AC Compressor Options, Sanden?

Guys, some of you know my car, '70 351c, but its a driver, we drive it a lot and summer is creepin in. My fiance drives it, and the AC just aint cuttin it. What little I do know about the system is it has a brand new dryer and some new hoses. The air is barely even cooler than ambient, the compressor when running sounds like a can of rocks :slight_smile: and there is lil residue around one of the hoses, so I think the compressor needs to go.

Im really really green with HVAC knowledge so I dont even know if its been converted. Trying to get it back up cold on the cheap. I know it needs a compressor so I was looking to convert it to a sanden type because its easier on the engine especially idling, and quieter. Will this alone get me cold air? How can I tell whats in the system? Sorry, I know its a loaded question, without a lot of detail, not sure where to begin…I guess I can take it to a shop but thats usually against my religion :slight_smile:

Also, my passenger side AC vacuume canister is leaking, im in need of one if someone has one willing to sell.

After replacing the compressor you’ll need to recharge the system anyway. Depending on the fittings your car has, it may be an easy conversion to R-134. My car, for example, doesn’t have fittings for the R-134 system so my fittings would have to be changed to recharge and convert it. This is one of those situations where it may make sense to at least have a shop look at it and tell you what they’d need to do to convert.

Not to go all EPA on you, but if you have R-12 in there, you really don’t have a choice but to visit a competent shop - at least to evacuate the system. Mother nature does not want you to vent that to the atmosphere. I’d get a leak test too, before investing in a new compressor, as the job gets a lot more complicated if (for example) you need to change the under-dash components.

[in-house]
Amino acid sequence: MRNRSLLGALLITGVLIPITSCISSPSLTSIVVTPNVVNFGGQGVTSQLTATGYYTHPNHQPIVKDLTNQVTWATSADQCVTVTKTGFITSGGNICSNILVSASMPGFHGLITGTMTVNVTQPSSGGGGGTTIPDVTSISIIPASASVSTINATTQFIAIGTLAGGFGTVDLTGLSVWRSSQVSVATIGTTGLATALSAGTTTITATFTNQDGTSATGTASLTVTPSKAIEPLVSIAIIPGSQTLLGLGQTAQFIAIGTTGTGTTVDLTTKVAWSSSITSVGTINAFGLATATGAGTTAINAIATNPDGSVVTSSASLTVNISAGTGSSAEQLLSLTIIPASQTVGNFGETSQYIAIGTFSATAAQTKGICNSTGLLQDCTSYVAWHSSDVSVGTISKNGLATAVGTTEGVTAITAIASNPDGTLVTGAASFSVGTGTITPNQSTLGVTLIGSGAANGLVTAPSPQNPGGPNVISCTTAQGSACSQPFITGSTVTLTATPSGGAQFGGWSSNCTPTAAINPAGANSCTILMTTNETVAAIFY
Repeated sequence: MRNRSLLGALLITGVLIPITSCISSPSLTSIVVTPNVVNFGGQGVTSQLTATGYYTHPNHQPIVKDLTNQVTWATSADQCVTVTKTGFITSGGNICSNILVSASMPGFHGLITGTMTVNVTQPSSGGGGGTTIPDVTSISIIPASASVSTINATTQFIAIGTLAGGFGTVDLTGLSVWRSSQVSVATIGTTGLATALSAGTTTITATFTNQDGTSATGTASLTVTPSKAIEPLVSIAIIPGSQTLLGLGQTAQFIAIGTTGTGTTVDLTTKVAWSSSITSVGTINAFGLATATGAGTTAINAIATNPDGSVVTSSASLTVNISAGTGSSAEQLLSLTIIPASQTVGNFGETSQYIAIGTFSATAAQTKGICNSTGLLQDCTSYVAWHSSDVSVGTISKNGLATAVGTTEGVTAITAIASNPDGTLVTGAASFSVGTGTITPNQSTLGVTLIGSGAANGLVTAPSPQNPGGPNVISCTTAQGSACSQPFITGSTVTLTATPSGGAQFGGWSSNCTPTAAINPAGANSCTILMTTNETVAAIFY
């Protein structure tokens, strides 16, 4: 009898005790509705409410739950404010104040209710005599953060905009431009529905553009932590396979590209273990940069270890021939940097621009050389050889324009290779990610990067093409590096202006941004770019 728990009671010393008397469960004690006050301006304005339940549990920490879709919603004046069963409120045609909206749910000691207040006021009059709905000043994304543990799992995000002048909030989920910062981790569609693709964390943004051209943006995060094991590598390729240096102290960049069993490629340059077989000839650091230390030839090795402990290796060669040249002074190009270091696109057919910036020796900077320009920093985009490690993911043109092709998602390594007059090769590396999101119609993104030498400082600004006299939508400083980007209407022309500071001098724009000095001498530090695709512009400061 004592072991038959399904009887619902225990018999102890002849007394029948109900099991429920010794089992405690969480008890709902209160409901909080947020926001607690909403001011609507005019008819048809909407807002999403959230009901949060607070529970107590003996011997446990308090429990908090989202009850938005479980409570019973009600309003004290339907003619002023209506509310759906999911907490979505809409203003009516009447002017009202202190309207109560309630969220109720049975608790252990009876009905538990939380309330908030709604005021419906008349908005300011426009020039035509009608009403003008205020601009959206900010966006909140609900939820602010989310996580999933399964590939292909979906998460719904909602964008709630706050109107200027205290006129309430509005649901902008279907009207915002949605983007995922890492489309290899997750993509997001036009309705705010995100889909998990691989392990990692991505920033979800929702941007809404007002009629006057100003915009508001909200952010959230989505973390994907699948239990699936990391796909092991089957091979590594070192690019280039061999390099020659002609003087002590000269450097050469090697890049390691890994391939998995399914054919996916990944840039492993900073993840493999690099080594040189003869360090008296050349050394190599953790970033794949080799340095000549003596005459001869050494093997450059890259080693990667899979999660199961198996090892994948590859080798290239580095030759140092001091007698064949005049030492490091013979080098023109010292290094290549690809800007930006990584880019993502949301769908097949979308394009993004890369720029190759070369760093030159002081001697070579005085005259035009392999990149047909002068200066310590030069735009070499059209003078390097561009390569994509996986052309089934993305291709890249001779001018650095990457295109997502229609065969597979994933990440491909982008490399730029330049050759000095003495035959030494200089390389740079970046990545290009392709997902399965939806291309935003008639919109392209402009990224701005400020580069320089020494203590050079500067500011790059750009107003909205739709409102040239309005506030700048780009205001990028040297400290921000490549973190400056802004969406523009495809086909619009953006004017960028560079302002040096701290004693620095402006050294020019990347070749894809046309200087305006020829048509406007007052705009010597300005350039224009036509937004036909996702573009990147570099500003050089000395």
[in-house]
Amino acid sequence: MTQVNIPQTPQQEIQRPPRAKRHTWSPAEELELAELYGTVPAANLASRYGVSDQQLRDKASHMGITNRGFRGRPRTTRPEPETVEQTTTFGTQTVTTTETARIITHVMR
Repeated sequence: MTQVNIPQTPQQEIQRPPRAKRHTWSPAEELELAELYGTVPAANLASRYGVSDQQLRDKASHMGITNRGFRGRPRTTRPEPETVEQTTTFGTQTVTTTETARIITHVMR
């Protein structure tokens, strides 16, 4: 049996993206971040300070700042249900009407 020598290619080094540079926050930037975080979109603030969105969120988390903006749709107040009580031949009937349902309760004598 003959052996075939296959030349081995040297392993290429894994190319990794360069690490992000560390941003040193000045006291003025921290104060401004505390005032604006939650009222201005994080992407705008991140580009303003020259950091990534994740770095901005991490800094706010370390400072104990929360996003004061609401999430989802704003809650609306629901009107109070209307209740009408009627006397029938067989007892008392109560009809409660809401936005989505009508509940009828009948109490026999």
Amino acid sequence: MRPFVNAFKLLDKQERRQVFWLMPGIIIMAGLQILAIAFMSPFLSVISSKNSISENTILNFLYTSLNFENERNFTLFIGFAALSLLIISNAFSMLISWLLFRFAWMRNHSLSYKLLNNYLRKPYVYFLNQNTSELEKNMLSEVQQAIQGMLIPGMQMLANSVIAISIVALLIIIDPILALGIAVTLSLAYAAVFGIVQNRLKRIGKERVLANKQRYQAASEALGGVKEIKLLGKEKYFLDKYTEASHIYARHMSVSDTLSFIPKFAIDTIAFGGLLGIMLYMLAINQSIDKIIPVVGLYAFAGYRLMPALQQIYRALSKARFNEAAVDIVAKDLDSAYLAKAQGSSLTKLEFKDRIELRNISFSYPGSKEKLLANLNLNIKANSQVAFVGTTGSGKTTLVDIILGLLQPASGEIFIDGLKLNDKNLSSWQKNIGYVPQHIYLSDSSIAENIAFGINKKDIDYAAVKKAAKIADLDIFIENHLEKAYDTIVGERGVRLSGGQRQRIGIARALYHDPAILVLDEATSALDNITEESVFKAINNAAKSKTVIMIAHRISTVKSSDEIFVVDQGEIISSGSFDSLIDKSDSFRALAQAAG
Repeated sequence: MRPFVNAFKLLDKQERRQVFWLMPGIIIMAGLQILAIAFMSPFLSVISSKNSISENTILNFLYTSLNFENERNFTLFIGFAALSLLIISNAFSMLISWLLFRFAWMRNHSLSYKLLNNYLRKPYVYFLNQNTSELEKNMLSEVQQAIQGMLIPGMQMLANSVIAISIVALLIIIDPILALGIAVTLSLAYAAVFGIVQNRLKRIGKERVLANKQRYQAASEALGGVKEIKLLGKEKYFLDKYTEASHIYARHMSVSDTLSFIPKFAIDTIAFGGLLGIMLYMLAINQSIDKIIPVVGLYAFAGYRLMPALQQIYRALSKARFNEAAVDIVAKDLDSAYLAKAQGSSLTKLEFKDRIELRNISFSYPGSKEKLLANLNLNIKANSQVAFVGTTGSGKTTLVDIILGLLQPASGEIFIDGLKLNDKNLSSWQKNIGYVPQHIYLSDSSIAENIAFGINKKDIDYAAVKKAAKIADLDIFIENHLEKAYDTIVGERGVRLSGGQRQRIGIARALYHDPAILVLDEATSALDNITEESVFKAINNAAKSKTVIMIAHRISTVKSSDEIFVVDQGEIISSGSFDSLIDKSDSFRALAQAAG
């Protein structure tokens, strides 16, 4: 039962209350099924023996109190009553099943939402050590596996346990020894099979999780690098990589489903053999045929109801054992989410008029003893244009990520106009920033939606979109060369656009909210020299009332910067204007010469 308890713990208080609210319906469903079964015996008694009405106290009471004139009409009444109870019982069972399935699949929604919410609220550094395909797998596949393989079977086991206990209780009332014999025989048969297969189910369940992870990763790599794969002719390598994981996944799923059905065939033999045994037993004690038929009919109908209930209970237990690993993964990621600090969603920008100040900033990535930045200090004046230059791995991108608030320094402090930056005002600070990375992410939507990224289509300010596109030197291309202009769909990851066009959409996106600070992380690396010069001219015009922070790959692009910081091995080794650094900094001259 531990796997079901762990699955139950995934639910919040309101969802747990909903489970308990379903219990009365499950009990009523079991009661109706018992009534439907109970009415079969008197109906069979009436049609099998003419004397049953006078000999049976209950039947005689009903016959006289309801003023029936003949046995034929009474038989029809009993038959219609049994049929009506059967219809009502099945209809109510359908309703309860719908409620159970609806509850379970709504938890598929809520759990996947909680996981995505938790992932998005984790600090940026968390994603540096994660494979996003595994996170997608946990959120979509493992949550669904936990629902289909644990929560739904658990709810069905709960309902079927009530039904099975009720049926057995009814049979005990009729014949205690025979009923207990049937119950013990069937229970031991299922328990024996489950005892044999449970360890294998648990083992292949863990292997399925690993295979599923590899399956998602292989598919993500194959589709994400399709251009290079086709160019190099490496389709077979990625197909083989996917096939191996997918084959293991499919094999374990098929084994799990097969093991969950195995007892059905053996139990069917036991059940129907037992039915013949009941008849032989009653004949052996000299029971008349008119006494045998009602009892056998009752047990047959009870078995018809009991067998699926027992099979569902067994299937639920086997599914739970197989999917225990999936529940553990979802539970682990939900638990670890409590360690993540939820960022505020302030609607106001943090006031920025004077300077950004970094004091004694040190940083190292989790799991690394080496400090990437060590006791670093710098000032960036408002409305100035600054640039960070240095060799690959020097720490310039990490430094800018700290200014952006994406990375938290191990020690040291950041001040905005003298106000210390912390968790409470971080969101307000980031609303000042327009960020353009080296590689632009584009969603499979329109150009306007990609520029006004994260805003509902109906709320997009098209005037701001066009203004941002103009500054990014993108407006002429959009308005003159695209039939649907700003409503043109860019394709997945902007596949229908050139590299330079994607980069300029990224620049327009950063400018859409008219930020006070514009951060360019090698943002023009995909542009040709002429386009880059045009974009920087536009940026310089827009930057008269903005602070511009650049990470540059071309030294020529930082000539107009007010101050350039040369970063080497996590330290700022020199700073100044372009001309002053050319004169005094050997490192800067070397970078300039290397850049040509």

I’m not an expert on this, but I believe if you have R-12, then the service ports will have threaded-type fittings. R-134a has quick connects. You might also look for a service tag that should have been applied if previously converted to R-134a.

Make sure you install a new dryer when you change out the compressor.

Ok…Looks like I need to fins a competent shop. I would evac that stuff in the air, I’d have a shop do it. I know that all the fitting look to be stock, threaded type. Not a push type. I searched for a tag, dont see one so…no telling whats really in there. I think I’ll start by taking it to a shop to investigate and at least release the gas so I can swap the compressor.

Once the sanden is on Im assuming a shop will need to replace the hoses and dryer and charge it? Also, without that canister my actuator dors are not working :slight_smile: So I’ll need that soon as well.

Thanks guys, I NEVER go to any shops, hopefully I can find one that is not in a mood to bend me over.

Also. Found a guy with a new hose set (69 Mustang Vintage air) for a sanden, dryer and bracket. Then I was looking at this compressor…

without that canister my actuator dors are not working So I’ll need that soon as well.

The Mustang and Cougar vendors offer the can as a repo.